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Kyle and Mari Make the Podium in Malaysia!

kyle malasyia podium

Congratulations to Kyle and Mari for their 3rd place finish in the Perak Amanjaya International Eco Adventure.

Details of their final day of racing are below…

To read all about their journey and race – check out their blog.

kyle end of race

Day 4 – Final Stage

Kyle and I knew what had to be done for the final day of racing. We were currently in 4th place and less than 3 minutes behind a spot on the podium which was held by Team Salomon TLDM from Malaysia. The day began with a long 48 mile bike leg which the majority would all be on paved roads and flat. The first 12 miles were pretty easy as everyone rode in a peloton as expected. The next 4 miles were insane as we had to loop around some rice paddy fields. We were forced into a single file line through wet tall grass with mud underneath. It was a struggle to remain with the lead group through the slippery conditions, but we hung on. At the edge of the paddy field was a bridge that led us back to the road, but we had to heave our bikes up onto it as it was 4 ft or so off the ground. Kyle and I were back on our bikes and on the road only to find ourselves a good 200 meters behind the peloton. We knew we had gotten off the bridge before the Malaysians and needed to get back with the lead riders. Kyle took off and I got on his wheel and we road as hard as we could and eventually caught the group. We settled back into the peloton and enjoyed the pull and recovered from our sprint. The pace had slowed again and the French team(Chiru Racing Bikes) and the Japanese team each tried to break away, but each time we caught back up with them. With all the goofing around with the pace, our Malaysian friends were able to rejoin the group as well. No one would take the lead and push the pace except us and the 2 teams from South Africa (Team McCain Adventure). I took the lead and Kyle got behind me and we picked up the pace. The next thing we knew, we were all alone and the peloton had dropped behind us. We expected them to catch us, but that was the last we would see of them for the next 24 miles. Kyle and I alternated leading, giving 1 min hard pulls while the other recovered all the while thinking at any moment the freight train of riders would run us over soon, but they never came. We held 24-28 mph on our mt. bikes as we were led by a police escort and camera crews all the way to the TA. It was pretty exciting to have gotten a break-a-way from such a strong group of riders and be in the lead.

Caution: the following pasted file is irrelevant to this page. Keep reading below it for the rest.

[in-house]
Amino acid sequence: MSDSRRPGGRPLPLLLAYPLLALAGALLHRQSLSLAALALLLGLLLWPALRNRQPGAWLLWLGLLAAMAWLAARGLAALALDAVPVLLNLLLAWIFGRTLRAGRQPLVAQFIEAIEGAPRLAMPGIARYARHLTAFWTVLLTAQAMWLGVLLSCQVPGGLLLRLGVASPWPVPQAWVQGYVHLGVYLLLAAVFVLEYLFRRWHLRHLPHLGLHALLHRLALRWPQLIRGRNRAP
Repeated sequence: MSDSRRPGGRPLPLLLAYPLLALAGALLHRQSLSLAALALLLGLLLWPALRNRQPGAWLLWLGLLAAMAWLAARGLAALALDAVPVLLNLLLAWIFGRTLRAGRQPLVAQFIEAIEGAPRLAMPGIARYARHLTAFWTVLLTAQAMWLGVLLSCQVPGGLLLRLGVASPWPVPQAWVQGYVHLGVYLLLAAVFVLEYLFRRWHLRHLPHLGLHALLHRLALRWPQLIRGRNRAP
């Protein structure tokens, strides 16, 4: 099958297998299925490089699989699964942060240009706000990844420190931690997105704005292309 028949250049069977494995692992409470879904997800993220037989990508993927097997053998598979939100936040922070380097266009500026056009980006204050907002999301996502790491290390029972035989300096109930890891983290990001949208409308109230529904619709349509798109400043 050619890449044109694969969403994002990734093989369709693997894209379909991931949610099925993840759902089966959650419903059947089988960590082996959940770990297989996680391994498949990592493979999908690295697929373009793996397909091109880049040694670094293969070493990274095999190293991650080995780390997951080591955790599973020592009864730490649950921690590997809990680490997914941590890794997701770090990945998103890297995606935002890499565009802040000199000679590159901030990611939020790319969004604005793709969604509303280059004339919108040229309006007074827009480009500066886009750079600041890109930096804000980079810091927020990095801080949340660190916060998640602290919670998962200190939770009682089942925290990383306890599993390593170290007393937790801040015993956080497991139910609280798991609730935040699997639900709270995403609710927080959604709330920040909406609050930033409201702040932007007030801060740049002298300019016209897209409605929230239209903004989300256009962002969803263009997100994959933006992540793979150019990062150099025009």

We had a quick transition into our kayak gear and were off for a short paddle in the Indian Ocean to Pangkor Island. At this point we still had no idea exactly how far ahead we were and just wanted to keep our lead as long as possible. We expected to be caught on the kayak leg, as we are not the stongest paddlers, but no one came. We reached the sandy beach and now had to run up a hill to a 60 m repel down a steep rock face right back down to the beach. Because we had done the entire bike section while wearing our climbing harnesses, there was no need for the transition and gained more valuable time on the Malaysian team who we knew was not wearing theirs.